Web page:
Condom use across country ballooning

By Yu Tianyu (China Daily)
Updated: 2009-12-02 07:16

With Chinese people becoming increasingly interested in healthy lifestyles and sexual taboos disappearing, condoms have been flying off the shelves nationwide.

Su Ding, a saleswoman at a Beijing branch of the Watsons pharmacy chain, said: "Several years ago, when consumers were selecting condoms, they did it in a most covert way. Now, there are couples overtly selecting condoms together."

When the outlet started selling a Durex condom that included a vibration ring at a cost of about 60 yuan, dozens of them sold in the first hour, she said.

Tao Ran, deputy director of the China Rubber Industry Association and president of Gobon Latex Products Manufactory, based in Guilin, Guangxi Zhuang autonomous region, said: "The condom market in China is booming. The country is expected to produce more than six billion condoms in 2009."

Some 4.7 billion were produced in 2005.

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As China's largest condom maker, Gobon expects to produce more than 710 million this year. Around half will be exported to Europe, the US and Africa.

Tao said the government buys around 30 percent of the company's output.

In total, the government bought more than 1.7 billion condoms in 2006 for subsequent free distribution.

China's condom market was worth six billion yuan in 2006 and is likely to pass 30 billion yuan by 2010.

In 2006, Chinese consumers bought around two billion condoms and the country was ranked fourth worldwide following the UK, the US and Japan.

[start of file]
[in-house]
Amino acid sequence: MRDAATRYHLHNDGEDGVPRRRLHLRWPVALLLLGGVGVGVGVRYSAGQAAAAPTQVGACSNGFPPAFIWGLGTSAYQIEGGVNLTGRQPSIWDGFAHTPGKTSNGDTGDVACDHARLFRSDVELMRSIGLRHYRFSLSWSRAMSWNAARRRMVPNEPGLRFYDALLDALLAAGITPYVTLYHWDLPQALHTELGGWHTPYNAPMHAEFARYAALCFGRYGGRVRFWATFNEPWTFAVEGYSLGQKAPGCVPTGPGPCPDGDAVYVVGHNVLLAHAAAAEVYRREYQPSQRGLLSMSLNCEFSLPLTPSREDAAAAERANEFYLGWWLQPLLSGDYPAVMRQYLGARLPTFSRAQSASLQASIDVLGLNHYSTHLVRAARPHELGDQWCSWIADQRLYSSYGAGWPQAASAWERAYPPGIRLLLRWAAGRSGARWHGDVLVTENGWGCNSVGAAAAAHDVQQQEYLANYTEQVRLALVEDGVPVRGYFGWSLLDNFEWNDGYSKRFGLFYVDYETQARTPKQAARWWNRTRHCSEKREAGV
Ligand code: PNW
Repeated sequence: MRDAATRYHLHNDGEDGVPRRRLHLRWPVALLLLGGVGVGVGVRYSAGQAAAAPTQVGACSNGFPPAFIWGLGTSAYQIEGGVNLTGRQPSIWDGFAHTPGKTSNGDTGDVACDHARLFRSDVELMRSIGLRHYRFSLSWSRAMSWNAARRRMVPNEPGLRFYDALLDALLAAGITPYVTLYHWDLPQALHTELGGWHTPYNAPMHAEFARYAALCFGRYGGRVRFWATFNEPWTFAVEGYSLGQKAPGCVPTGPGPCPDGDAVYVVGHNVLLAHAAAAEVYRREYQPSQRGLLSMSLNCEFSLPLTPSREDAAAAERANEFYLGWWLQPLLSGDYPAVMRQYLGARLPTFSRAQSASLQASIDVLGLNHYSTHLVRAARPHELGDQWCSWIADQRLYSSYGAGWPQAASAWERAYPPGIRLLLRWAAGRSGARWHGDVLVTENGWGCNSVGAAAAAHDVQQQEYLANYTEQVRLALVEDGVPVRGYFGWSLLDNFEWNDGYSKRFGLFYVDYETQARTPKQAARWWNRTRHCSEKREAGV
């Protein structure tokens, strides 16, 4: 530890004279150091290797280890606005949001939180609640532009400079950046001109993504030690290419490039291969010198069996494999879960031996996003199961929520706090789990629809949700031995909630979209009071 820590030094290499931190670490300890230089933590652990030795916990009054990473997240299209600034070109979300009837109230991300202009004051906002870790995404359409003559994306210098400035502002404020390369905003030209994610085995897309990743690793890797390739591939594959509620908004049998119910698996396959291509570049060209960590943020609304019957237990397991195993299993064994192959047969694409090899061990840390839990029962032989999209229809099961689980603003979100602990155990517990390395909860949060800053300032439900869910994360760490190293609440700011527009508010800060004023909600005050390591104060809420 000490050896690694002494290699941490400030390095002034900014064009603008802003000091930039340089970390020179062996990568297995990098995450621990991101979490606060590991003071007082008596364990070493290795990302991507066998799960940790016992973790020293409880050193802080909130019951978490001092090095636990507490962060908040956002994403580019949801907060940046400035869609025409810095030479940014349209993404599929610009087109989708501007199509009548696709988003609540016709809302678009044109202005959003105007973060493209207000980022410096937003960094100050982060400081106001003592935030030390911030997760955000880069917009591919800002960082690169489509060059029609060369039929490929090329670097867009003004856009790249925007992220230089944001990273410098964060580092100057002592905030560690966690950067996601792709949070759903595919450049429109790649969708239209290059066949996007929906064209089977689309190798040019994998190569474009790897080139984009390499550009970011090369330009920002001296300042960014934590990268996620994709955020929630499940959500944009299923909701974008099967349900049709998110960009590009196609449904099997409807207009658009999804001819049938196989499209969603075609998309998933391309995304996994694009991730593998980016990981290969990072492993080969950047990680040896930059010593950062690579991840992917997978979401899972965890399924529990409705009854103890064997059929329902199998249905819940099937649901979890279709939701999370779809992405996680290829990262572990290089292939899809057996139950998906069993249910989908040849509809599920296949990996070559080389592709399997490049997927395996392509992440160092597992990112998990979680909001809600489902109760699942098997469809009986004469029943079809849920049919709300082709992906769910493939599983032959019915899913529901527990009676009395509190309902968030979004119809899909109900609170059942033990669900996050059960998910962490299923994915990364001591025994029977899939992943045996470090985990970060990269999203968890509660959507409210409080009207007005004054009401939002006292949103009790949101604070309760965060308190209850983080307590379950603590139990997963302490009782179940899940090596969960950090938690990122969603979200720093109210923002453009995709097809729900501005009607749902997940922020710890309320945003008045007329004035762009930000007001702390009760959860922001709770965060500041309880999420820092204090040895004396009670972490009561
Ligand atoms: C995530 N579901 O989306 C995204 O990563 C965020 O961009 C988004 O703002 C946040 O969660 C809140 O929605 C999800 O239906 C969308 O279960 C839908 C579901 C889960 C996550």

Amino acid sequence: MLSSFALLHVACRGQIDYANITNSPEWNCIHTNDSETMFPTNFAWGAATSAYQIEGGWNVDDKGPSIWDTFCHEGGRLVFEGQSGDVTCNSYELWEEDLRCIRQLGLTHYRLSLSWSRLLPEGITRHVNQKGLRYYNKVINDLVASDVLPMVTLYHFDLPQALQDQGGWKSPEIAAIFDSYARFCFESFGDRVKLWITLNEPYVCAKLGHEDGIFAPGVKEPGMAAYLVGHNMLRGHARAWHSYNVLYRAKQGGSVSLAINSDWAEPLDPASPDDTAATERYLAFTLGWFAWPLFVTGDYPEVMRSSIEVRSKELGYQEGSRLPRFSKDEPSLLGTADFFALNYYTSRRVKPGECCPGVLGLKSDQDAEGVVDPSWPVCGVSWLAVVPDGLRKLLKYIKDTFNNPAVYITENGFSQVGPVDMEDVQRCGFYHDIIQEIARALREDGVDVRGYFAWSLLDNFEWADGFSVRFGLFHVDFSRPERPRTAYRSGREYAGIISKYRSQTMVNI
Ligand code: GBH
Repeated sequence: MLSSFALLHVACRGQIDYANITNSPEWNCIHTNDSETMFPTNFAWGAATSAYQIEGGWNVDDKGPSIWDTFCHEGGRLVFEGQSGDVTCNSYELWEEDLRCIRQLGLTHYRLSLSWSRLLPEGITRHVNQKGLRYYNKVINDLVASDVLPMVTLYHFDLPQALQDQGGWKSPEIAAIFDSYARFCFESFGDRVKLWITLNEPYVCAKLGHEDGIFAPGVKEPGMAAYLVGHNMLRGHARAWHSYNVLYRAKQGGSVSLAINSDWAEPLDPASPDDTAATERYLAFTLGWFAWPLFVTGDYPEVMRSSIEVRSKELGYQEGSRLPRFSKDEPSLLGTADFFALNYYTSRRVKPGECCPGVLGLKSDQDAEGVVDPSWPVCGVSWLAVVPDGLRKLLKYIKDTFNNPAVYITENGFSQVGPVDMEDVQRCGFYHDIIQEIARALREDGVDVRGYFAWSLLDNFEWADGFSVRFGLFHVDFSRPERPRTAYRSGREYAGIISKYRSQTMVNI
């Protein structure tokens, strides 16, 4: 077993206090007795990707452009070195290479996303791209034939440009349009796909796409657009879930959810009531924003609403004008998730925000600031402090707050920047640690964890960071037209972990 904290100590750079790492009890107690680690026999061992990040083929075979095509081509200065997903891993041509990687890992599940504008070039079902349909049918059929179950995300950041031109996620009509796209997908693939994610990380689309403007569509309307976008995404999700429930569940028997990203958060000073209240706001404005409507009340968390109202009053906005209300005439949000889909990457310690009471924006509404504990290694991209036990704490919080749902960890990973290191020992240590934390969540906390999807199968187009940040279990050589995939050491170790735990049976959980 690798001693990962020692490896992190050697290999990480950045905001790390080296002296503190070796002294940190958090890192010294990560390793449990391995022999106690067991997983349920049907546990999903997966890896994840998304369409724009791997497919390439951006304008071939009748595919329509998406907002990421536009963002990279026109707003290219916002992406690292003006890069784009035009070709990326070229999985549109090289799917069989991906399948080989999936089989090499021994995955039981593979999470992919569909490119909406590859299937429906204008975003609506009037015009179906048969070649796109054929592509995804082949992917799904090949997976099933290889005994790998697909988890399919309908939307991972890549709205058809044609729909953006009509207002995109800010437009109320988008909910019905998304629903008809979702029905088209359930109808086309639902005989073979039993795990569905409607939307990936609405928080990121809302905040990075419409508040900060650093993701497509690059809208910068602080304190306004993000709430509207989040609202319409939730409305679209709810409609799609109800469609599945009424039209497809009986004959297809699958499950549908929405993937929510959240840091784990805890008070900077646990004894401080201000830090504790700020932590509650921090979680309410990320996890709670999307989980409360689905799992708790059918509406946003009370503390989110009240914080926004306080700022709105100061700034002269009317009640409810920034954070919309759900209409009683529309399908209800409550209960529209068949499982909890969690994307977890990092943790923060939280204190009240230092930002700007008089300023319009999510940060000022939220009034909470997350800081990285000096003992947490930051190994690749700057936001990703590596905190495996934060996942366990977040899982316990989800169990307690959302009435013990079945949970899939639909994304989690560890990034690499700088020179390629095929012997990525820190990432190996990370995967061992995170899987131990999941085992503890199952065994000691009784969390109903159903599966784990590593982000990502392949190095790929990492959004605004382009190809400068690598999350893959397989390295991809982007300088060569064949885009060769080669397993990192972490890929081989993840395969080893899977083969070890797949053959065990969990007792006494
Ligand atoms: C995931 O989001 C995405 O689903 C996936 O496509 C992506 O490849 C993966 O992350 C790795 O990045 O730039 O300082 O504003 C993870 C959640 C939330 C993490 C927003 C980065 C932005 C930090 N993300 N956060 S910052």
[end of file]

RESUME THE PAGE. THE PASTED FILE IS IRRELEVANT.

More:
Since then, the number of condoms sold each year has grown by 15 percent.

Across the nation, around 120 condom manufacturers produce around 2,000 brands.

James Tang, CEO of Jissbon Corp, said the company expects to sell 25 percent more this year.

Wen Jingfeng, founder and president of Beijing Adam and Eve Health Center, said: "In China, the condom has become a combination of medical product and consumer good."

Condoms have also become more readily available in recent years.

A family-planning officer surnamed Gao with the Xiaoguan Sub-district Office in Beijing's Chaoyang district, said: "The number of free condoms we provide in the community keeps growing because more residents with different incomes and backgrounds are becoming willing to use condoms."

In addition to contraception pressures, Chinese people have been reacting to the steadily growing number of HIV/AIDS cases.

According to Health Minister Chen Zhu, China will have an estimated 740,000 people on the mainland living with HIV/AIDS by the end of 2009.